What do Martha Stewart, hashish, laundry bags, and existential communists have in common?
reposted from an entry I authored on Infopeople’s blog, 10/5/2011
Social media – or more to the point – a snapshot of my life as portrayed on social media. I’ll try to explain that eclectic mix in a bit. I’ll be presenting an Infopeople course, Library Marketing and Promotion via Social Media, from mid October to mid November. I’m looking forward to sharing my experiences and learning from yours, even though the initial title of this blog entry might have you wondering “do I really want to take a workshop from this person?”
Toby Keith wrote the perfect social media anthem, “I Wanna Talk About Me.” Or at least that is the general perception and might be the reason some people literally “shy” away from social media. But as much as personal social media may be about “me,” social media by organizations puts the focus on “you” and “us.” Engaging the user is key and building a supportive, enthusiastic cadre of followers and fans is a goal. That’s the focus our course takes.
Enough about the course, let’s talk about me My mother-in-law, Nana, made the best Easter pizza, an Italian tradition. Unfortunately, we don’t have the recipe and definitely want that tradition to continue. I found a recipe that seemed pretty close from Martha Stewart, so I made it last Easter and tweeted the recipe, crediting Martha, tipping my hat to Nana, and providing a photo of the masterpiece – all within the 140 characters constraints of Twitter. Almost immediately @MarthaStewart retweeted me. It was amazing to witness the interaction and engagement the Martha Stewart Twitter team orchestrated.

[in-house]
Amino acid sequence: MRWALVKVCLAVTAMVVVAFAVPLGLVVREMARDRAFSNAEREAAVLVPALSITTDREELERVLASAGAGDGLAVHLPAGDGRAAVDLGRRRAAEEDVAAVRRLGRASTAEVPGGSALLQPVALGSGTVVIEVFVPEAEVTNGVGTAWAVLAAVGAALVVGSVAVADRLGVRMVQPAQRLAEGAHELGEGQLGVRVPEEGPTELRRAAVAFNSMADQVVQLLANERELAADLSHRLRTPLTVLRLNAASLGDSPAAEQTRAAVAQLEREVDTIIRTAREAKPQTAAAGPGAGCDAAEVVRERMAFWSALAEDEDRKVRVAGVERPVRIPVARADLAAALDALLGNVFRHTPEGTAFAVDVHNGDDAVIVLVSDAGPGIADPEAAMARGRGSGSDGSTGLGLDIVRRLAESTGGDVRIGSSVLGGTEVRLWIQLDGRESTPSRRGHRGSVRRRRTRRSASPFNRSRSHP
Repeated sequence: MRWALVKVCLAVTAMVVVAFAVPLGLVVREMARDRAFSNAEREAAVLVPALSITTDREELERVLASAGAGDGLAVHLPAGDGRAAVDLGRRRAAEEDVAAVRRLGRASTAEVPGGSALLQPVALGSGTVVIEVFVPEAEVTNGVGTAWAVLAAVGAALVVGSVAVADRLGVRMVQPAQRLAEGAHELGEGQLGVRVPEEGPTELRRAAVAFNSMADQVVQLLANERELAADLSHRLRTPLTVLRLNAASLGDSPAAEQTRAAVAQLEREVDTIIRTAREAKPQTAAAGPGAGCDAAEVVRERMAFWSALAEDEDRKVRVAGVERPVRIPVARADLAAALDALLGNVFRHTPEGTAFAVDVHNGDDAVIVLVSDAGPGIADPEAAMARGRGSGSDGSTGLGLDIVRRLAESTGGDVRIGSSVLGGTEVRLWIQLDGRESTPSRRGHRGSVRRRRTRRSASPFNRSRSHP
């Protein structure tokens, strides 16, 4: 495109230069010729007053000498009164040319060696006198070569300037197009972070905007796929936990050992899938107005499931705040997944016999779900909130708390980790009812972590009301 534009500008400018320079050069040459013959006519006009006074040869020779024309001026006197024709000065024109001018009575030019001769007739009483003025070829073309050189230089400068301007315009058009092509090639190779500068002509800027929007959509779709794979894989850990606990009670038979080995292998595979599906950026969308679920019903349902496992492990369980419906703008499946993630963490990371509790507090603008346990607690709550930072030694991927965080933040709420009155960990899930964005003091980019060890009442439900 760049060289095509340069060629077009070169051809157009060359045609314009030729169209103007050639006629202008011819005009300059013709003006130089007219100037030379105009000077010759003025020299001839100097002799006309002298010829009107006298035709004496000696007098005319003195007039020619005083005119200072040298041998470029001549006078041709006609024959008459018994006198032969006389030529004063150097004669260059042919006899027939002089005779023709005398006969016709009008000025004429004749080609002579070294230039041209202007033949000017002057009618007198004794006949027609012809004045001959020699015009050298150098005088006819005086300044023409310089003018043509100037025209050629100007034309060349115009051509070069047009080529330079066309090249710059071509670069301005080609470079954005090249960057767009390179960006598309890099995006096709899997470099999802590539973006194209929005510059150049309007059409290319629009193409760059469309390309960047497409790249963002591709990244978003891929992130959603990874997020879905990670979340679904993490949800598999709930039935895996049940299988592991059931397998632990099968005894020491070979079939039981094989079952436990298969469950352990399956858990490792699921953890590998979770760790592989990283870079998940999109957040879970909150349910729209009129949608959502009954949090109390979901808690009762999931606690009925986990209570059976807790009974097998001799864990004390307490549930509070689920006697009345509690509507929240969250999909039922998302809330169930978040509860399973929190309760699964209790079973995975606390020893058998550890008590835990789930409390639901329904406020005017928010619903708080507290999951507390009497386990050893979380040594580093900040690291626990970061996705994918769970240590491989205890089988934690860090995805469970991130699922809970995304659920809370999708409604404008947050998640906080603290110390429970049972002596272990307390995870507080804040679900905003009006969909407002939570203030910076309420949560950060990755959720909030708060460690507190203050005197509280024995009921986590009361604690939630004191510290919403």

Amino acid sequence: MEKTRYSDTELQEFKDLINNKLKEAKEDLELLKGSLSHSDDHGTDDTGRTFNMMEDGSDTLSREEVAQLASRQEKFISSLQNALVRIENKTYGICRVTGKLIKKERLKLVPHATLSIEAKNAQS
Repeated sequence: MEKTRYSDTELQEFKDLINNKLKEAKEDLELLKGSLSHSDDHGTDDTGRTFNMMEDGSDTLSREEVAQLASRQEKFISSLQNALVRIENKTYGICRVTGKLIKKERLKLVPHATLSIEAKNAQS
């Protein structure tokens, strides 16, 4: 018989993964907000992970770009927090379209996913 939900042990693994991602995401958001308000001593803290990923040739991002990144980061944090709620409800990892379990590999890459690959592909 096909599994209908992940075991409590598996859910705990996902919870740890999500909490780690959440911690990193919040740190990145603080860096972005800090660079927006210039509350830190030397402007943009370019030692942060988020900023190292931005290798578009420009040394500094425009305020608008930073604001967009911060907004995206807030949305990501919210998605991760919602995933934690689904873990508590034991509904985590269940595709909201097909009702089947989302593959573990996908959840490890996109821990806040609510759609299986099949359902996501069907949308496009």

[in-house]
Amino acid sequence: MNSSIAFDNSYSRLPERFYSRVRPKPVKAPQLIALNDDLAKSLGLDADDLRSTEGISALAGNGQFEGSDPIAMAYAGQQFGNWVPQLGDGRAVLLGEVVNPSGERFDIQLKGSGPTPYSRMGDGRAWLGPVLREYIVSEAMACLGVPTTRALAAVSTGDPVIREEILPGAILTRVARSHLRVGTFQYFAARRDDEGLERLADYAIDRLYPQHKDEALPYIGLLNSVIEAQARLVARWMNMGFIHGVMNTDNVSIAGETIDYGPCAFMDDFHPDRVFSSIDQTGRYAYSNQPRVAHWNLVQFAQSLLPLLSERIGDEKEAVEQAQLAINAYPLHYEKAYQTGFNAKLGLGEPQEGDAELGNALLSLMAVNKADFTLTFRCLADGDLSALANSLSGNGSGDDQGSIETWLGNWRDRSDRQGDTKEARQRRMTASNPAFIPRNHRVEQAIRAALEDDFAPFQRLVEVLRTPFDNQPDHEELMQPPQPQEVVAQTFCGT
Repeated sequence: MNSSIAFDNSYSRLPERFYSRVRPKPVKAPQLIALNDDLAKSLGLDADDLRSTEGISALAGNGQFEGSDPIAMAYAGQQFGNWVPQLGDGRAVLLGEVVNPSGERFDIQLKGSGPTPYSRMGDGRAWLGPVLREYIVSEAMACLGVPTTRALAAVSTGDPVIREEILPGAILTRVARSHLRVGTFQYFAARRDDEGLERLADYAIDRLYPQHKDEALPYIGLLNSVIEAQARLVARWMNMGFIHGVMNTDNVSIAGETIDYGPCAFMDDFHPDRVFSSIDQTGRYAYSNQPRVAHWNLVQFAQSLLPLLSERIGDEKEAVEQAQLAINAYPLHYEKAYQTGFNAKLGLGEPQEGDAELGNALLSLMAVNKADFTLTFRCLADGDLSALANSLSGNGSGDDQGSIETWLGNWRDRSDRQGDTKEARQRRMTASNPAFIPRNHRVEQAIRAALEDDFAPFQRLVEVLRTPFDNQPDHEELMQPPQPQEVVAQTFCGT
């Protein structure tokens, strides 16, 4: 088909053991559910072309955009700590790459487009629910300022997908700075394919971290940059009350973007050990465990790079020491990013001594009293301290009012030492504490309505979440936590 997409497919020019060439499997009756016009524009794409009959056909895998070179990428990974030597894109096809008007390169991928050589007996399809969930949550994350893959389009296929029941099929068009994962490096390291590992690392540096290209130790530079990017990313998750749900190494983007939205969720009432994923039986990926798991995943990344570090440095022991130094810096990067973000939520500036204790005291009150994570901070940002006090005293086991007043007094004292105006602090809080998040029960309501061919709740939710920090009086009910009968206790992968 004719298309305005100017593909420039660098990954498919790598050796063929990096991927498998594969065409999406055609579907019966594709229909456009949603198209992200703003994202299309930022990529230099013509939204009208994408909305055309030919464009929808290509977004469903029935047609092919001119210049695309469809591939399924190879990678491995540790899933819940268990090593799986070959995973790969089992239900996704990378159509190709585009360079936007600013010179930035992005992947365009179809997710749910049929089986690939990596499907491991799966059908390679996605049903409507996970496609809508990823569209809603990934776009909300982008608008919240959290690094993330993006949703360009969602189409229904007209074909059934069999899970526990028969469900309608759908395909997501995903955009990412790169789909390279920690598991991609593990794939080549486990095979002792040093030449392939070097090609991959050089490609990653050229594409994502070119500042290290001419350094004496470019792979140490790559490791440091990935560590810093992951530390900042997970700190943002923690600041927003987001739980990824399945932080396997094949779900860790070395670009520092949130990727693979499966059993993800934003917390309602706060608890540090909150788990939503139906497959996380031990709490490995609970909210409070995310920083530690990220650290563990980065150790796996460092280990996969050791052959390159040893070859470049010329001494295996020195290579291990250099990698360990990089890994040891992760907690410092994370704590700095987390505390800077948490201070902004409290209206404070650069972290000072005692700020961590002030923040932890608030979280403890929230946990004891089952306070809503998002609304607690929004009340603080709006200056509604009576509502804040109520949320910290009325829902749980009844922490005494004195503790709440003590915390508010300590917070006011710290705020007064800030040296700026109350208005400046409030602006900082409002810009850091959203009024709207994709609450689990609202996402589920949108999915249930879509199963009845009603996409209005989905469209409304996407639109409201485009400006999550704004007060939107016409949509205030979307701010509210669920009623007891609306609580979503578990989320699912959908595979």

That explains Martha, now the hashish. The hashish was a case of mistaken identity; isn’t that what they all say? I’m working with a colleague on introducing Twitter as a classroom tool for sharing insights, articles, and team-based communication. We had it all planned, but there was some confusion by the students. Using my “smart” phone, I responded, “are they using the hashtag we provided.” Oh my, much to my dismay right before I pressed send I noticed my message had been changed to “are they using the hashish we provided.” Some would say that explains the cost of higher education today.
These examples illustrate some key points that we will delve into during the course: engagement builds community and a loyal following, and human intelligence (not the technology) is the key success ingredient in effective communication.
I’ll save the laundry bags and existential communist stories for the course. Hope you join us!